Introduction

5 Reasons Why Your Marketing Isn’t Working

Janet Granger helping clients understand why their marketing isn't working

5 Reasons Why Your Marketing Isn’t Working

Janet Granger helping clients understand why their marketing isn't working

I often hear that business owners and leaders are frustrated that their marketing isn’t working and they don’t know why.

Often, they’re dependent on their agencies or internal teams to tell them why – but, when they’re asked, it questions their marketing capabilities and activities, so they don’t give great answers. In many cases, the agency’s or team’s criteria and goals are actually different and they’re convinced they’re doing a good job!

There can be many reasons why your marketing isn’t working – here are what I’ve seen as the five most likely reasons.

  1. It’s Your Website

It’s a marketer’s job to get more people to your website because the more people visit it, the more likely they are to buy. This makes a lot of sense – as long as the website does it’s part, helping new visitors to find what they’re looking for and  explaining how you solve their problems.

But if the website doesn’t do that, then all the website traffic in the world won’t help you. I’ve seen a wide range of issues, from the fact that it’s too slow to load (and people don’t have the patience to wait for it) to bad messaging and copy, to bad Search Engine Optimization (SEO).

A classic example is a website that talks about you, and what you do, rather than talking about how you solve your clients’ biggest problems. So I recommend that your website is the first place you look – especially if you’re getting a decent amount of traffic already.

2) You’re Wasting Money and Time in the Wrong Place

If your website is fine, then the next problem might be that the wrong people are going there. I can’t tell you how many times I’ve seen people spending money on increasing their website traffic but sending people there who don’t need the product or service.

Some of this comes from FOMO and the perception that’s it’s important “to be everywhere.” That includes social channels like Facebook, Instagram, Snapchat, and now TikTok. But where you should “be” – and how you should spend your marketing dollars – depends more on who you want to reach. The fundamentals of marketing are ignored so much of the time, including going after the wrong audience. You may not be accurately targeting the right people to come to your website in the first place.

3) Your Activity is Like Buckshot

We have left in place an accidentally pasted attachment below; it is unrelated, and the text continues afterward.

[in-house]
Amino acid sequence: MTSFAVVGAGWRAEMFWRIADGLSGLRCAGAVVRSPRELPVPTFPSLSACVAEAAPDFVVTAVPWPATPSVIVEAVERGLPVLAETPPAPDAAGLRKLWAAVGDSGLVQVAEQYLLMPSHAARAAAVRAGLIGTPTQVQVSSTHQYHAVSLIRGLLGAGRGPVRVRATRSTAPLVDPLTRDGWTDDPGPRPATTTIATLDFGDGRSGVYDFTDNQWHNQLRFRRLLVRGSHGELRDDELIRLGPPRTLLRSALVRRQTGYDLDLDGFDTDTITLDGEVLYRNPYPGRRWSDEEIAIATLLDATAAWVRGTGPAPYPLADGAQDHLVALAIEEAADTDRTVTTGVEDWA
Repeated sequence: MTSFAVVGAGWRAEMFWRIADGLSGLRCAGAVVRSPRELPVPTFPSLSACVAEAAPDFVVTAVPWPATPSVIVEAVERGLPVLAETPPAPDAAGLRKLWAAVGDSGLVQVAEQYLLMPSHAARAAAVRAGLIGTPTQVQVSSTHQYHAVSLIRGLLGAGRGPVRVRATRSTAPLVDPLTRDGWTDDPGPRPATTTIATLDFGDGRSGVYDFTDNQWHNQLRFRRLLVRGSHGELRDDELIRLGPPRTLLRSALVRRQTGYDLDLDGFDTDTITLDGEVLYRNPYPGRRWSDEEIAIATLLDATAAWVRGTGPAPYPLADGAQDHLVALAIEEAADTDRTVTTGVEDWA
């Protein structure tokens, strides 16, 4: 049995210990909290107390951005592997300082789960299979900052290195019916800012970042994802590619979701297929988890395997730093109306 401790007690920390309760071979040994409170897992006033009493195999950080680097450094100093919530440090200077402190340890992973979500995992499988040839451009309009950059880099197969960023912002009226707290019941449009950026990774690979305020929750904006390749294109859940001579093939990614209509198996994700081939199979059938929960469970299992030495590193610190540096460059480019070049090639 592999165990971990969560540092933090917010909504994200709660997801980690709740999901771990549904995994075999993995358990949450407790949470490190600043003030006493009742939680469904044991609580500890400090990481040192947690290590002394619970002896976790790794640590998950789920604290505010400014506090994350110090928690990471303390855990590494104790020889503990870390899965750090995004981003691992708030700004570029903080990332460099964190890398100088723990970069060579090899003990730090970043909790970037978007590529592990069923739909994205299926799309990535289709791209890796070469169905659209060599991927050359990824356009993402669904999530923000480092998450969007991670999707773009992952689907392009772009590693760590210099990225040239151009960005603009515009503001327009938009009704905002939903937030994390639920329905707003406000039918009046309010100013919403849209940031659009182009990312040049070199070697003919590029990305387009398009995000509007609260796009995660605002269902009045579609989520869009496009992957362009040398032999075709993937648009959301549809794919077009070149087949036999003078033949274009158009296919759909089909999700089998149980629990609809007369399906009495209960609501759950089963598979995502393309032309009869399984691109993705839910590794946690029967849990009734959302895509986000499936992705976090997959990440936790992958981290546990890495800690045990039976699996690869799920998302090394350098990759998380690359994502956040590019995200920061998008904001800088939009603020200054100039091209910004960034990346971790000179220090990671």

By this, I mean the “spray and pray” method of marketing – lots of volume but not focused. This is similar to the FOMO I mentioned above: the idea that you should be doing all sorts of things because people tell you it’s important. You’ve heard video is important, so you did one. It’s on YouTube and no one has seen it.

Or you’ve heard you have to be on Facebook and maybe Instagram – what about LinkedIn? – so you’ve hired an agency to help. They’re out there with lots of posts and lots of hashtags. Everyone is very very busy.

But they’re not getting you more leads or more sales. Sound familiar? Just “doing” a lot of marketing activities is not effective marketing.

4) You’re Not Looking at (or Understanding) the Data

I see businesses who have reports that were sent by their marketing agency or team. Typically, they say: “I get this monthly report but I don’t look at it.” And when I ask if they understand it, most of the time they say “No, not really.”

Do you understand what metrics are important? Do you know what to ask your marketing team or agency? Most businesses don’t. They act on faith. This means they’re not sure that the data is being used to their advantage. Or, if their marketing agency (or team) is doing this, they’re not explaining what they’re doing or what they’ve learned.

5) There’s No Strategy

The biggest reason I see that marketing fails is there’s no strategy. Why is a strategy important? Because it defines where you’re going – the goal posts. How you get there may involve some testing but all of the activity should be focused on goals:

  • How much more website traffic did you get?
  • Did you increase the number of leads?
  • Were they good leads?
  • Did you get more sales?

Marketing for the sake of marketing doesn’t get you anywhere. If you don’t have goals to meet and a way to attain those goals, you’re pretty much throwing away your money. Can you afford to do that?

If you don’t have a strategy or you’re not sure which of these reasons applies to you and your marketing efforts, contact me and let’s talk.